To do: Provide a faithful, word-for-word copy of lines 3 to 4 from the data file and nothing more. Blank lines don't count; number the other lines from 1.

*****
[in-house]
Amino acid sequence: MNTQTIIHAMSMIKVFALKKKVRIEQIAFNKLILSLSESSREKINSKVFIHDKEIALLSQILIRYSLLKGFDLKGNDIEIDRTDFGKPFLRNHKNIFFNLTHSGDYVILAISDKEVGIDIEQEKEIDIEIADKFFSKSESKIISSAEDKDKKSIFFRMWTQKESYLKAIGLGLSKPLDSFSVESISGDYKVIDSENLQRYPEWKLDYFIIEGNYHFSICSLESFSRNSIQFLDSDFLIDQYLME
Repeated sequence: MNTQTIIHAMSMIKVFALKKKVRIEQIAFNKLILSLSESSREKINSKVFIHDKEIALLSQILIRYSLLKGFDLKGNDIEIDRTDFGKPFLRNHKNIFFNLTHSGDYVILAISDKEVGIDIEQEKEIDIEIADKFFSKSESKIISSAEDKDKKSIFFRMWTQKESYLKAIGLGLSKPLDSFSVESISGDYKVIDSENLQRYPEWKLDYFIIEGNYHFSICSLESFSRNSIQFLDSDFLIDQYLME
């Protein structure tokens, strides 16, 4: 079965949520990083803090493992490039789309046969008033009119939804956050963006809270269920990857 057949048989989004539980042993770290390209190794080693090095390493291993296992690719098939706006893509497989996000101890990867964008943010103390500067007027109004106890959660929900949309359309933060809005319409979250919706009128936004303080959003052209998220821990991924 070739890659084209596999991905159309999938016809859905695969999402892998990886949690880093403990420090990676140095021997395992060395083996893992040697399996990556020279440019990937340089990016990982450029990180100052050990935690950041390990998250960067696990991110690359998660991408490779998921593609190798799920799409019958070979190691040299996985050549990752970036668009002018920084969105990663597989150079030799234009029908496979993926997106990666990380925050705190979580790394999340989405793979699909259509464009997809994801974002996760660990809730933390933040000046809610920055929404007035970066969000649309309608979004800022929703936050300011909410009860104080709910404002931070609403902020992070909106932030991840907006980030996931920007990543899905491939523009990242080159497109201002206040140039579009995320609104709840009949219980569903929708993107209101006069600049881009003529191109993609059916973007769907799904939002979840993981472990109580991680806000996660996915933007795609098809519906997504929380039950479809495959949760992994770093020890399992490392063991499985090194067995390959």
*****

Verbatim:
Repeated sequence: MNTQTIIHAMSMIKVFALKKKVRIEQIAFNKLILSLSESSREKINSKVFIHDKEIALLSQILIRYSLLKGFDLKGNDIEIDRTDFGKPFLRNHKNIFFNLTHSGDYVILAISDKEVGIDIEQEKEIDIEIADKFFSKSESKIISSAEDKDKKSIFFRMWTQKESYLKAIGLGLSKPLDSFSVESISGDYKVIDSENLQRYPEWKLDYFIIEGNYHFSICSLESFSRNSIQFLDSDFLIDQYLME
């Protein structure tokens, strides 16, 4: 079965949520990083803090493992490039789309046969008033009119939804956050963006809270269920990857 057949048989989004539980042993770290390209190794080693090095390493291993296992690719098939706006893509497989996000101890990867964008943010103390500067007027109004106890959660929900949309359309933060809005319409979250919706009128936004303080959003052209998220821990991924 070739890659084209596999991905159309999938016809859905695969999402892998990886949690880093403990420090990676140095021997395992060395083996893992040697399996990556020279440019990937340089990016990982450029990180100052050990935690950041390990998250960067696990991110690359998660991408490779998921593609190798799920799409019958070979190691040299996985050549990752970036668009002018920084969105990663597989150079030799234009029908496979993926997106990666990380925050705190979580790394999340989405793979699909259509464009997809994801974002996760660990809730933390933040000046809610920055929404007035970066969000649309309608979004800022929703936050300011909410009860104080709910404002931070609403902020992070909106932030991840907006980030996931920007990543899905491939523009990242080159497109201002206040140039579009995320609104709840009949219980569903929708993107209101006069600049881009003529191109993609059916973007769907799904939002979840993981472990109580991680806000996660996915933007795609098809519906997504929380039950479809495959949760992994770093020890399992490392063991499985090194067995390959």